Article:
Which legal issues might be involved?

While legal issues arising from the fraudulent activity vary depending upon the applicable jurisdiction, the following commonly arise:

Has your trade mark been infringed
A trade mark is any sign that can be represented graphically and which is capable of distinguishing your goods or services from those of another. This may include your company name, logo or slogans. While ideally you will have registered your trade marks, you may, depending on the jurisdiction, still have common law rights or other unregistered rights in distinctive signs. If the fraudulent website copies your trade mark or uses one that is confusingly similar, there may be an arguable case of trade mark infringement.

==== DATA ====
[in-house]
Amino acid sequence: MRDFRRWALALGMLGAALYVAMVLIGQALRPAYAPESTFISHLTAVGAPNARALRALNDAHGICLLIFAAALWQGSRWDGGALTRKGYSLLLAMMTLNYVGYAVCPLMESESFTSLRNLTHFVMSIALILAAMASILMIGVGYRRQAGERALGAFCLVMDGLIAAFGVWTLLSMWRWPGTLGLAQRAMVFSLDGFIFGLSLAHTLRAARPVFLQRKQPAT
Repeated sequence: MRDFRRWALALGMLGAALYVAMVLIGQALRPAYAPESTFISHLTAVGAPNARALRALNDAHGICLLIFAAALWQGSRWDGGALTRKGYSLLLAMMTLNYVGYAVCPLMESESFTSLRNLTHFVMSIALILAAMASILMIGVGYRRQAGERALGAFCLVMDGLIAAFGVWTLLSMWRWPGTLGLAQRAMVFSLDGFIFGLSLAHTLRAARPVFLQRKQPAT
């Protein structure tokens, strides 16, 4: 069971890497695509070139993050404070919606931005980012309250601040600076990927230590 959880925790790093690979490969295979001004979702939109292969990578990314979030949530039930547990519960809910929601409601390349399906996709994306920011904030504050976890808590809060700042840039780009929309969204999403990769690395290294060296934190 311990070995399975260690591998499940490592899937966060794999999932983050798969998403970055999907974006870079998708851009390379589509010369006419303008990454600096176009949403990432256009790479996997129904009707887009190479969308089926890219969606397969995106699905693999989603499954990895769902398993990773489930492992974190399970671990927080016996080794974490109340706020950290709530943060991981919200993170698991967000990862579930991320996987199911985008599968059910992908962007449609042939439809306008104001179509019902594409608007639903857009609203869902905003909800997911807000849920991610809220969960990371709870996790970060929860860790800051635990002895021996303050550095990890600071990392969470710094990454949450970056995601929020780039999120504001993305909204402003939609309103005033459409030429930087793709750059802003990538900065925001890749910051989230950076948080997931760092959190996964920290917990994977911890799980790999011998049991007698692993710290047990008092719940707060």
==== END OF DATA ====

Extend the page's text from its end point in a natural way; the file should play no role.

Has your copyright been infringed?
Broadly speaking, copyright protects original creative literary, dramatic, musical and artistic works, sound recordings and films. These may include any images, photos, videos or texts on your website. If the fraudulent website has reproduced the whole or a substantial part of your copyrighted material, there may be an arguable case of copyright infringement. Similar issues may be relevant where someone has copied a substantial part of your database.

Has your company been defamed?
The legal definition of defamation varies between jurisdictions. In some jurisdictions, defamation requires an untrue statement while in other jurisdictions, defamation is more broadly interpreted.